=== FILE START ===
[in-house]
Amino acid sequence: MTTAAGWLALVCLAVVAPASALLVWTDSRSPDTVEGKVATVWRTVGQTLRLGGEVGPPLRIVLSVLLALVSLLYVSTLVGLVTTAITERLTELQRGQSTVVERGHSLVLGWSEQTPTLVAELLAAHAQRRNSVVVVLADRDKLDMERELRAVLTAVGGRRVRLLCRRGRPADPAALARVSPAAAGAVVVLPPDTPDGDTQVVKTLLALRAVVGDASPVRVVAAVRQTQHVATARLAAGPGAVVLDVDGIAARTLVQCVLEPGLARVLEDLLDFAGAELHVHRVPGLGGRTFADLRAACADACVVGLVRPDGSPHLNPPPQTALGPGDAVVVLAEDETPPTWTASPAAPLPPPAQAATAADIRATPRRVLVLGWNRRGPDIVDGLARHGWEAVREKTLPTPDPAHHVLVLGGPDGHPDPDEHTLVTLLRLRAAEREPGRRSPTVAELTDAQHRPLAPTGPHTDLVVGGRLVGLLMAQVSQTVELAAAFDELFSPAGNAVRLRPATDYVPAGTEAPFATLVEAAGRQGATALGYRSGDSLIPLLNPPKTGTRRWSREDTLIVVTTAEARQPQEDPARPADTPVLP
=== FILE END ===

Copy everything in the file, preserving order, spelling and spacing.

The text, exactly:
[in-house]
Amino acid sequence: MTTAAGWLALVCLAVVAPASALLVWTDSRSPDTVEGKVATVWRTVGQTLRLGGEVGPPLRIVLSVLLALVSLLYVSTLVGLVTTAITERLTELQRGQSTVVERGHSLVLGWSEQTPTLVAELLAAHAQRRNSVVVVLADRDKLDMERELRAVLTAVGGRRVRLLCRRGRPADPAALARVSPAAAGAVVVLPPDTPDGDTQVVKTLLALRAVVGDASPVRVVAAVRQTQHVATARLAAGPGAVVLDVDGIAARTLVQCVLEPGLARVLEDLLDFAGAELHVHRVPGLGGRTFADLRAACADACVVGLVRPDGSPHLNPPPQTALGPGDAVVVLAEDETPPTWTASPAAPLPPPAQAATAADIRATPRRVLVLGWNRRGPDIVDGLARHGWEAVREKTLPTPDPAHHVLVLGGPDGHPDPDEHTLVTLLRLRAAEREPGRRSPTVAELTDAQHRPLAPTGPHTDLVVGGRLVGLLMAQVSQTVELAAAFDELFSPAGNAVRLRPATDYVPAGTEAPFATLVEAAGRQGATALGYRSGDSLIPLLNPPKTGTRRWSREDTLIVVTTAEARQPQEDPARPADTPVLP